Noto Sans Mono is not available from FontSquirrel, although their Noto Sans page says they can’t provide the font due to licensing restrictions. Noto Sans is licensed under the SIL Open Font License, which FontSquirrel reads as preventing them from providing a webfont version of it. Noto Sans Mono is under the same license.

If your read of the SIL Open Font License is different, or if you are willing to change the name of the font and use it, you can use their Webfont Generator to upload the desired TTF variants you’ve downloaded from the Google Noto Sans Mono page.

It’s worth talking about font variants for a moment. Noto Sans Mono comes with 36 variants, such as Regular, Bold, ExtraBold, Light, ExtraLight, Condensed — you get the idea. Each one of these contains glyphs to render a wide range of Unicode codepoints in the desired form. You are probably most interested in the Regular and Bold forms.

Let’s assume you upload the Regular and Bold TTF files to FontSquirrel’s Webfont Generator. You will probably want to enable Expert mode and de-select many of the things that FontSquirrel will do to the font, like truetype hinting, fixing missing glyphs, fixing vertical metrics, etc. Google has done a great job on these fonts and you shouldn’t need any of that. If you want to retain the font’s full set of glyphs you will want to disable subsetting too.

The download will include two WOFF, two WOFF2 files, and a stylesheet to use them. FontSquirrel doesn’t understand that we’ve uploaded two variants of the same font, so we need to fix the stylesheet so that the bold and regular versions work like we want them to. We need to use style linking to tell the web browser that they are the same font, just different styles. Note how the CSS block below uses the same font names for both the Regular and the Bold, but the bold version has a ‘font-weight: bold’ tag:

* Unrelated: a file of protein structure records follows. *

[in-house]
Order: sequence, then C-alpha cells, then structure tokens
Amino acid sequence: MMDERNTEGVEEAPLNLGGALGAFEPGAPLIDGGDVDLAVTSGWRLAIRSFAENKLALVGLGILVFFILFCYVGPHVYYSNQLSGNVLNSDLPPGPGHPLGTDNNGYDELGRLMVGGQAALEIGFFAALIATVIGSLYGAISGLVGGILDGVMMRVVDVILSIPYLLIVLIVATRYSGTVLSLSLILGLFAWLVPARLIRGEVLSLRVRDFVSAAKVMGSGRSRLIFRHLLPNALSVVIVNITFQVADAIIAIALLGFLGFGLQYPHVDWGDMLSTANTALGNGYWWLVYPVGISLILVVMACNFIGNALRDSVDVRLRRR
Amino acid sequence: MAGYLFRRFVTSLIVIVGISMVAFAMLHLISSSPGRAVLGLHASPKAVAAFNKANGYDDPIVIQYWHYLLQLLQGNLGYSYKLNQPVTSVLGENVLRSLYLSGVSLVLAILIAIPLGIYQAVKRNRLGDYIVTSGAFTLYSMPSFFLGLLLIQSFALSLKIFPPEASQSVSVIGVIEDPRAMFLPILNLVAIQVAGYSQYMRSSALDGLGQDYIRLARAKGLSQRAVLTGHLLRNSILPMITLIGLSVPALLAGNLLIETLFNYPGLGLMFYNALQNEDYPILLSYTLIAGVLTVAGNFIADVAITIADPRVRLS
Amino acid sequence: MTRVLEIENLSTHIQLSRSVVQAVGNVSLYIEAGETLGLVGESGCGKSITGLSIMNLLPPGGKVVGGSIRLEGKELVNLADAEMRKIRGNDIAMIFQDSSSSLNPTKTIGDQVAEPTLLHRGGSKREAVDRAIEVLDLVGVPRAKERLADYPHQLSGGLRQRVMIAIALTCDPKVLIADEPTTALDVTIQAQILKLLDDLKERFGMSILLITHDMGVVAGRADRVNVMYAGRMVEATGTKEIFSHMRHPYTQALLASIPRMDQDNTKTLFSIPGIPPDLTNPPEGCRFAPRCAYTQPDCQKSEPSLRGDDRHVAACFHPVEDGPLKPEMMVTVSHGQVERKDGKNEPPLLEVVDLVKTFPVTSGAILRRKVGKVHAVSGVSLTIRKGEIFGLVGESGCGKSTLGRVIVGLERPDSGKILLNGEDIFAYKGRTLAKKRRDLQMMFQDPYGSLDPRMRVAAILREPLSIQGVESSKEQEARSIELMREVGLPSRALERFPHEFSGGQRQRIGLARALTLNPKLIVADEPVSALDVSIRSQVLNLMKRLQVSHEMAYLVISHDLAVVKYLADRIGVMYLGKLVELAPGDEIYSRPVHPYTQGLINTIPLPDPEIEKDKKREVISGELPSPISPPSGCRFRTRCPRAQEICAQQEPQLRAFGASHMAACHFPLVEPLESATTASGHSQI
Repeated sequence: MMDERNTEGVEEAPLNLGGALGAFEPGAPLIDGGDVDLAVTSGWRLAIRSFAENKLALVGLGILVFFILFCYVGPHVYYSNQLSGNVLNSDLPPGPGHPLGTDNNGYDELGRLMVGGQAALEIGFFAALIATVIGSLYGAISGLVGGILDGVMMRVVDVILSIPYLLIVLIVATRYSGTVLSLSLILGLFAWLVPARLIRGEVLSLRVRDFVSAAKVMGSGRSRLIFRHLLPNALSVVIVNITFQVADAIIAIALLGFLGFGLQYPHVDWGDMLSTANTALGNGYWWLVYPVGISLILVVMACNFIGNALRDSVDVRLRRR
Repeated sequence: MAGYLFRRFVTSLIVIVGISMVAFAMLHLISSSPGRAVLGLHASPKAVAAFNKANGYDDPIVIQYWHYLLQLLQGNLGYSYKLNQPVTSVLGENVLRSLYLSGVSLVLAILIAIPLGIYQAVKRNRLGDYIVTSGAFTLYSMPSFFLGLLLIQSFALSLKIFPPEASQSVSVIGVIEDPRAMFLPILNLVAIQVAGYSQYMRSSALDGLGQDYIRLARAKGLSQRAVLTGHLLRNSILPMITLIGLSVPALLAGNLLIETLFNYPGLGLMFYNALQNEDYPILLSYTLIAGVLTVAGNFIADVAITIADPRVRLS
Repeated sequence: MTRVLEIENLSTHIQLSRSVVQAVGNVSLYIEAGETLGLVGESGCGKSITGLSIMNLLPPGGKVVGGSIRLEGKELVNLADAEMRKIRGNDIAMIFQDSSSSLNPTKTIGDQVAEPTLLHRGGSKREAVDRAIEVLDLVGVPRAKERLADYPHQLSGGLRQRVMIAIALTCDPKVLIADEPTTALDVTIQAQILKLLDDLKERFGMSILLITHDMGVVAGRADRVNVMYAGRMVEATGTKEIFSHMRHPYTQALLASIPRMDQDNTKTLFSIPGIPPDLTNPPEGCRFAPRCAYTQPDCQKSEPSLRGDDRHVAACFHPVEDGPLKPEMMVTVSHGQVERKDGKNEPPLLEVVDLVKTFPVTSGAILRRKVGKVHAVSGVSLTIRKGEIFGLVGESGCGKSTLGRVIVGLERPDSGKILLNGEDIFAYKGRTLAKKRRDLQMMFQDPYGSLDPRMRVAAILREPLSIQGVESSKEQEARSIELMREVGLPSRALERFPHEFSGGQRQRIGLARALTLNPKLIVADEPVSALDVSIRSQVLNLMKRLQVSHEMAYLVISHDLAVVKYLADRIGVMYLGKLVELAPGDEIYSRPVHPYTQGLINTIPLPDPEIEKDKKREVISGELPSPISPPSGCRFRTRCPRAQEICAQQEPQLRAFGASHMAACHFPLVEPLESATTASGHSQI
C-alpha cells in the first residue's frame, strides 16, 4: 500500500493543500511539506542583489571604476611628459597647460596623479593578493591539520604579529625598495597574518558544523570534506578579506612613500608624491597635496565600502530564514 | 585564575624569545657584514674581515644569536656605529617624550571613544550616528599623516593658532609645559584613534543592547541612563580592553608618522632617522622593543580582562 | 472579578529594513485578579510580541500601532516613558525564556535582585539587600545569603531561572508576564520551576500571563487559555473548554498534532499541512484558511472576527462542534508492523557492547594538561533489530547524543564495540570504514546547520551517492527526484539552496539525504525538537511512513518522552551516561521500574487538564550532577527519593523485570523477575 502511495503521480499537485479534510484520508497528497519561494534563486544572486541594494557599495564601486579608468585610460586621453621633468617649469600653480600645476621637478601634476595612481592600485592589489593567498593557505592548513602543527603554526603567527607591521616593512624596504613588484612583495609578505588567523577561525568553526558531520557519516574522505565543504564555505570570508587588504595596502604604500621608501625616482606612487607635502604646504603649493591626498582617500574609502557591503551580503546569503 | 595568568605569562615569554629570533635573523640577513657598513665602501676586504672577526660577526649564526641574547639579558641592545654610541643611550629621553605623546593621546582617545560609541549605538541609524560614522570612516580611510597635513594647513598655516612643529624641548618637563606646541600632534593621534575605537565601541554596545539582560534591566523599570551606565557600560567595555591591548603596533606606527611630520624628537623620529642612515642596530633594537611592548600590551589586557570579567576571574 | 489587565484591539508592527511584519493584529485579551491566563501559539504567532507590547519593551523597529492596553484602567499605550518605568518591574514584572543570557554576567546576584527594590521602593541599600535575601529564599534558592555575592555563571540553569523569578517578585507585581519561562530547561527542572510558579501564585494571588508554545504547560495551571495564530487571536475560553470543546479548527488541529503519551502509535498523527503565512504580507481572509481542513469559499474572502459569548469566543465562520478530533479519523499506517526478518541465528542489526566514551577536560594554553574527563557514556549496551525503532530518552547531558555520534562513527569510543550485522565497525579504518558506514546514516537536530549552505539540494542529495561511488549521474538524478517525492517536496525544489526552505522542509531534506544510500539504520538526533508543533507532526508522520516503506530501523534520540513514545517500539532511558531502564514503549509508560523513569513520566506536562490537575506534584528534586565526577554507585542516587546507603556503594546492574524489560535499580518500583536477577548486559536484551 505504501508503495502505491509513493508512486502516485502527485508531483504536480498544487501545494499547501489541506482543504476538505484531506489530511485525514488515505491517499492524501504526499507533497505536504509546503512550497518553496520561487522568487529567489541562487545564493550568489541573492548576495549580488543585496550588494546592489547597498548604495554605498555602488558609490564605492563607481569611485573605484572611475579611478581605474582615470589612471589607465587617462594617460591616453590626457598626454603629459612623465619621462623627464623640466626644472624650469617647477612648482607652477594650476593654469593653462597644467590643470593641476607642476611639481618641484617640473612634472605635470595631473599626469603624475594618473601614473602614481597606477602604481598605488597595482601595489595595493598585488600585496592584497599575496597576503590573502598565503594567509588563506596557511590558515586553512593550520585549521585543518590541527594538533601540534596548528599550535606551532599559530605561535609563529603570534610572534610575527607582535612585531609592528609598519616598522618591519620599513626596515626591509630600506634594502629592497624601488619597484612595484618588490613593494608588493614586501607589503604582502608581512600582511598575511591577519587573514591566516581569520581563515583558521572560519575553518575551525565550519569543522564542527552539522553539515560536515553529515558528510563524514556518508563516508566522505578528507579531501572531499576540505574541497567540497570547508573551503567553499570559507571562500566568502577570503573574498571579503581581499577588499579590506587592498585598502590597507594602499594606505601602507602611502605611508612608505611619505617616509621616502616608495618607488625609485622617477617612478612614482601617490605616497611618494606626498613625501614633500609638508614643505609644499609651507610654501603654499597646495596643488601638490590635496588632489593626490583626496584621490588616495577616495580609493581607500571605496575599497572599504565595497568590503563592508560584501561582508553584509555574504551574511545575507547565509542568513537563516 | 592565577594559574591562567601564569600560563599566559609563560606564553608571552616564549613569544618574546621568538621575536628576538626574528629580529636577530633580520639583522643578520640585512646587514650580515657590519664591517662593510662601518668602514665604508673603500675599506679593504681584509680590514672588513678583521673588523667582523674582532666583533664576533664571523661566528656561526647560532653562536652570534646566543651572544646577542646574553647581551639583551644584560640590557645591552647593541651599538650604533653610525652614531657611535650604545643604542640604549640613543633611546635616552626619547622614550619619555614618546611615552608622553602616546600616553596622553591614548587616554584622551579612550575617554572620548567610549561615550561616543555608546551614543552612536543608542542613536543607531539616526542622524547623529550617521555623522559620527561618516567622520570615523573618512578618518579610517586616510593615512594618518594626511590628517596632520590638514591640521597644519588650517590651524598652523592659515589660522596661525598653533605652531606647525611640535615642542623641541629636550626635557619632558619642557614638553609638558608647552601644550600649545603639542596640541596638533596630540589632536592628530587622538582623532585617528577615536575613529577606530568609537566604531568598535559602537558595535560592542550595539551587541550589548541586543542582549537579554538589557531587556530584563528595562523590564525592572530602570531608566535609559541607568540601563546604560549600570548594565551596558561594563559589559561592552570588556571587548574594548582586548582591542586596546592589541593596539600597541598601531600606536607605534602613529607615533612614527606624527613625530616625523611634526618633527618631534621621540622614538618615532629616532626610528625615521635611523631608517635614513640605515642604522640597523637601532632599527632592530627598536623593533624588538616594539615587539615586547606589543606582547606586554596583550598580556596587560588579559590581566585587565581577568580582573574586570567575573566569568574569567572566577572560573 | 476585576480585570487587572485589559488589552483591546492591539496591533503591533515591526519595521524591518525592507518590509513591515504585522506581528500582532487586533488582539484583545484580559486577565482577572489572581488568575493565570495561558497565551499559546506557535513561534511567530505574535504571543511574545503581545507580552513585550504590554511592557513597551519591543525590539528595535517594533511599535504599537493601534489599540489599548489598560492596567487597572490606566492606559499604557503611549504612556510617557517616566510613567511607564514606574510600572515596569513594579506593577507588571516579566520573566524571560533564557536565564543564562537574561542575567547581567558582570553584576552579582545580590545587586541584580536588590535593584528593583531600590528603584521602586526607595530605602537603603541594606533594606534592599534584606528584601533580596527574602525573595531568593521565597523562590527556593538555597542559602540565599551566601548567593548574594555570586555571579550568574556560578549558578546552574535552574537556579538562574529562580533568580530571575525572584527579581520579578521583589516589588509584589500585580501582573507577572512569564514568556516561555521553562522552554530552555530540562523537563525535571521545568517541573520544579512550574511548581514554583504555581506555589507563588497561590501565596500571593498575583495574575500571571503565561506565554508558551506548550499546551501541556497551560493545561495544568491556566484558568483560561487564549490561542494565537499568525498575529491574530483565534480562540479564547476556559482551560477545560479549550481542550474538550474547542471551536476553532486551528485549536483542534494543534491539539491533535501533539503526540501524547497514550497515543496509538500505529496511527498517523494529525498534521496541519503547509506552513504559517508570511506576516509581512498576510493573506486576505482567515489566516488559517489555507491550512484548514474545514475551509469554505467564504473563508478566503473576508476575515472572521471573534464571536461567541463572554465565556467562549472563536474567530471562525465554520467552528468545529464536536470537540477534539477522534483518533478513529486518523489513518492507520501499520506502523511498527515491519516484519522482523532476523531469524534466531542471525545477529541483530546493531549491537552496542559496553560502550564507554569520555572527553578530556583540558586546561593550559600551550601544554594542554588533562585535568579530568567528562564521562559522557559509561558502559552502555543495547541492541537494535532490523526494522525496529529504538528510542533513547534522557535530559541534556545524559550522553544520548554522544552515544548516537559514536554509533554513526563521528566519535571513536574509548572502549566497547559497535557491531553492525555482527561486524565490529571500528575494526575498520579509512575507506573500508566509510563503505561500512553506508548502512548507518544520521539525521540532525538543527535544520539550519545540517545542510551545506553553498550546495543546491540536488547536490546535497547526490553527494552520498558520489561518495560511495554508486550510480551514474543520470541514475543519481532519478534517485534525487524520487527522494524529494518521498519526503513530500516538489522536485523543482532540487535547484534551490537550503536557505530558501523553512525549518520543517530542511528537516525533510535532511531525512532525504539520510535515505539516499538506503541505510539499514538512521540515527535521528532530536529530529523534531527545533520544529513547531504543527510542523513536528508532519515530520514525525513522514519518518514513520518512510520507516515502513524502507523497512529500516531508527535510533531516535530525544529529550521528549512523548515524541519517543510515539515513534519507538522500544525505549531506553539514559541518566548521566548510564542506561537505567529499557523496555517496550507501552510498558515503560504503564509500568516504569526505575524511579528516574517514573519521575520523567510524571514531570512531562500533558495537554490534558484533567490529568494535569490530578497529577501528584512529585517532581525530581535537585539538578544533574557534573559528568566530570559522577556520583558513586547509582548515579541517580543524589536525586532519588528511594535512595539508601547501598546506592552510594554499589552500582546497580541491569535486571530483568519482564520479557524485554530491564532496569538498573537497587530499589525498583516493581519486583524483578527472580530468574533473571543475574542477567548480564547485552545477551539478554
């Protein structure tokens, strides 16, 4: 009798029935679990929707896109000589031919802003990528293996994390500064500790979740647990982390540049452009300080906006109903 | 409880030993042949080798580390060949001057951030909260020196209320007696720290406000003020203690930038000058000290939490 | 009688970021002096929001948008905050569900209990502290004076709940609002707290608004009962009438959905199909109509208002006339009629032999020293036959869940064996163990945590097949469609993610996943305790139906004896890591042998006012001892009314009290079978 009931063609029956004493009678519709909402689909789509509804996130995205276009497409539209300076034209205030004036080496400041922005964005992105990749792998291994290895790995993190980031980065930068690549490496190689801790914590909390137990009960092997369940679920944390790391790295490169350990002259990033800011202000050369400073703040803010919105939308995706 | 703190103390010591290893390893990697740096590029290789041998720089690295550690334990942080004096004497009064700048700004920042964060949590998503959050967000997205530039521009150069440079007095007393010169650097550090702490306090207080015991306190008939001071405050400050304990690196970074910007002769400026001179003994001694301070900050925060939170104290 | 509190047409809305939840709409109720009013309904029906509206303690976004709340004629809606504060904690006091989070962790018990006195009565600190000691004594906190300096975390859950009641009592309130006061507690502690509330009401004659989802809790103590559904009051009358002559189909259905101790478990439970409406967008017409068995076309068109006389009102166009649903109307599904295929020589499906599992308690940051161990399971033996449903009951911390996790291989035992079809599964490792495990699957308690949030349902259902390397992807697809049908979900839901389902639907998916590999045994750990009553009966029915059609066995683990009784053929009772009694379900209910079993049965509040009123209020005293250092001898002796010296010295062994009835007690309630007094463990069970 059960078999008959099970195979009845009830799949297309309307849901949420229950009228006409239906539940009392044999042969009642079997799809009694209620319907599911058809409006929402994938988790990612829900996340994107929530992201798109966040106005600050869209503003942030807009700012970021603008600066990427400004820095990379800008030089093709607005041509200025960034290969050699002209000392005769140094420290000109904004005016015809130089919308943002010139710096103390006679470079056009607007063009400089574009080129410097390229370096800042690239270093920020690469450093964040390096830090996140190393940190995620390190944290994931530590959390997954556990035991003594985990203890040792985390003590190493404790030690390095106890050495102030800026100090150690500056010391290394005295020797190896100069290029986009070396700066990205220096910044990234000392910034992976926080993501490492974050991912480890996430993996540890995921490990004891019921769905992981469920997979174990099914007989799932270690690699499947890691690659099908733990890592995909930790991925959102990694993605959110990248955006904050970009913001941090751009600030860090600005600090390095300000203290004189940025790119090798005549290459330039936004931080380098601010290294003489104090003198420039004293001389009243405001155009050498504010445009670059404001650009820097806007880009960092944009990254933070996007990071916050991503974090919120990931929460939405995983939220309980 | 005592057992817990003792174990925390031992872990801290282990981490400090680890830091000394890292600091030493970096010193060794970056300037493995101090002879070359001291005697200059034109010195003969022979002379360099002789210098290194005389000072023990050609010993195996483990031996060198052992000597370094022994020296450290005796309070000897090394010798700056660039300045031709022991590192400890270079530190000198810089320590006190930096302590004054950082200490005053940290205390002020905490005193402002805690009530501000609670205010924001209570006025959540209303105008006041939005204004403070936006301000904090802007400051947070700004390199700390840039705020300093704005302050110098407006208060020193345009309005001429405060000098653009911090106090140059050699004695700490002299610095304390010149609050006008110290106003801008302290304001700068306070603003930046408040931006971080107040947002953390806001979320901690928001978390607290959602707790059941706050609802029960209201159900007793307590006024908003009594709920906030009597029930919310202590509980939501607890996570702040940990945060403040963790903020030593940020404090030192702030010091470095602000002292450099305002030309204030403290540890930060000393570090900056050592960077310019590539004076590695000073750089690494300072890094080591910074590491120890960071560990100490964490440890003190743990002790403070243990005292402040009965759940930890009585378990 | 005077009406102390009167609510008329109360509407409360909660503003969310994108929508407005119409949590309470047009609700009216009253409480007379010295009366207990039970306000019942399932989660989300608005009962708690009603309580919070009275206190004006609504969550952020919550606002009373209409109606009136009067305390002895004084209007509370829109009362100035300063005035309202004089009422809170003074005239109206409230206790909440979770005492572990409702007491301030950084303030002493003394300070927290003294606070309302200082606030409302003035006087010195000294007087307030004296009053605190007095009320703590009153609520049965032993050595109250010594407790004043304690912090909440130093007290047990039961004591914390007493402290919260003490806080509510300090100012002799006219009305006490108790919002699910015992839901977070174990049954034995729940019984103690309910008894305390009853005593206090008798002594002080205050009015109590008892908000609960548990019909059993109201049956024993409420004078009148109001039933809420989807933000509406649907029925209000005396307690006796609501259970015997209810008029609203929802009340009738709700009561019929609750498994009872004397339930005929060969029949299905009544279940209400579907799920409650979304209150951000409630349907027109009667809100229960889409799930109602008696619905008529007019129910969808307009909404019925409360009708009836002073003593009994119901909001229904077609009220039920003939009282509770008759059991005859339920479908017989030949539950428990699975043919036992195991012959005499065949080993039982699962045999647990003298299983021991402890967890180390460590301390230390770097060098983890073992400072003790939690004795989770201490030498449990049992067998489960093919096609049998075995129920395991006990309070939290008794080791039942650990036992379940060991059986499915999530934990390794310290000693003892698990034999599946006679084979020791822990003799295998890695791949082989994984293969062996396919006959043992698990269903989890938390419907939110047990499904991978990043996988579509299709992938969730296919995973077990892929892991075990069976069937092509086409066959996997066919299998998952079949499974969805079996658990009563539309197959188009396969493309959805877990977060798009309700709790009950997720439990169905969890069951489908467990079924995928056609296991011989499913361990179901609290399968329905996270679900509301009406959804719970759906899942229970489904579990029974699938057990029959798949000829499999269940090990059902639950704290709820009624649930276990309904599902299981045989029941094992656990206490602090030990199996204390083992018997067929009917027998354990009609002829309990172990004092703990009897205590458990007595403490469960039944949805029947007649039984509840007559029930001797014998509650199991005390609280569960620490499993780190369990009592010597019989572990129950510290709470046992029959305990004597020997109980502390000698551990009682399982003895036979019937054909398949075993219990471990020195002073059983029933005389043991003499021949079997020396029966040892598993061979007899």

@font-face {
font-family: 'Not Noto Sans Mono';
src: url('notnotosansmono-regular.woff2') format('woff2'),
url('notnotosansmono-regular.woff') format('woff');
font-weight: normal;
font-style: normal;
}

@font-face {
font-family: 'Not Noto Sans Mono';
src: url('notnotosansmono-bold.woff2') format('woff2'),
url('notnotosansmono-bold.woff') format('woff');
font-weight: bold;
font-style: normal;
}

This allows us to use the ‘Not Noto Sans Mono’ font in regular and bold versions just like we would expect:

<p style='font-family: Not Noto Sans Mono;'>Regular mono</p>
<p style='font-family: Not Noto Sans Mono; font-weight: bold;'>Bold mono</p>

It would be far simpler if Google just provided Noto Sans Mono on their font CDN. I’ve sent them an email to that effect, but who knows how that will go.

If you’re wary of converting Noto Sans Mono yourself, a reasonable alternative is DejaVu Sans Mono which also has a very wide set of the Unicode codepoints — it’s available for download as a webfont from FontSquirrel

Leverage your Library